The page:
, Volume 48, Issue 1, pp 7-22

Species Diversity and Life-Form Patterns in Steppe Vegetation along a 3000 m Altitudinal Gradient in the Alborz Mountains, Iran

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Abstract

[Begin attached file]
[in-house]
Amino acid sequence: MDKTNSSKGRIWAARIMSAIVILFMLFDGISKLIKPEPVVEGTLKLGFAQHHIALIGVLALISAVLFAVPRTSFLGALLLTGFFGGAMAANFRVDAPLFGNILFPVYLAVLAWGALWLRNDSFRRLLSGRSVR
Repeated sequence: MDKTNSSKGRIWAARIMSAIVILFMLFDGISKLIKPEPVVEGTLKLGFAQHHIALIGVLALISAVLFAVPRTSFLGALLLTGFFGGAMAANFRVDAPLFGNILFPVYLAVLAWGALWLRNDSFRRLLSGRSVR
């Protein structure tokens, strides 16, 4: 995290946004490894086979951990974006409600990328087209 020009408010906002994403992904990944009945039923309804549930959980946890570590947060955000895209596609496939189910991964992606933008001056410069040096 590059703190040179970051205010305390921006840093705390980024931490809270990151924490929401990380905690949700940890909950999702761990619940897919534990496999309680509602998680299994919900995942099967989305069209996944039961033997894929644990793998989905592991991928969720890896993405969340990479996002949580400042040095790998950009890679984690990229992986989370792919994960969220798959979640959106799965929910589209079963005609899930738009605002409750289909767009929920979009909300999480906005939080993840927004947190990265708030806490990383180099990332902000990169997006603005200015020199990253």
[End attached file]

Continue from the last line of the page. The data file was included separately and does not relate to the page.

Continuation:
Biodiversity pattern and life-form spectra were studied along a 3,000 m altitudinal gradient from a semi-desert area to the alpine peak of Tochal Mountain. The gradient is located on the southern slopes of Central Alborz with a Mediterranean continental climate. DCA ordination was applied to 1,069 relevés and 7 quantitative variables to discover the relation of diversity and altitude. A biodiversity pattern was obtained by relating values for species richness and Shannon-Wiener’s index to 100-m altitudinal sections. Altitude was determined as the major ecological gradient. Both diversity indices are negatively correlated with altitude and show a decreasing trend beyond a peak in species richness at 1,800–1,900 m a.s.l. towards a very low diversity in the high alpine zone. The biodiversity peak does not match with the potential tree line in the area (2,500–3,000 m a.s.l.). The high diversity in foothills can be related to habitat heterogeneity, longer suitable climatic conditions, and diverse disturbance factors, while unfavorable conditions at high-altitude alpine and low-altitude desert areas reduce the number of species at both extremes. Life-form patterns clearly change along altitudinal gradient. Annuals with decreasing trend, and hemicryptophytes and chamaephytes with increasing trend along the altitudinal gradient are notable patterns of life form in the area. Temperature, soil moisture and nutrients are the main factors that explain the ecological influence of altitude on species diversity and life-form patterns in the semi-arid steppe vegetation of the area.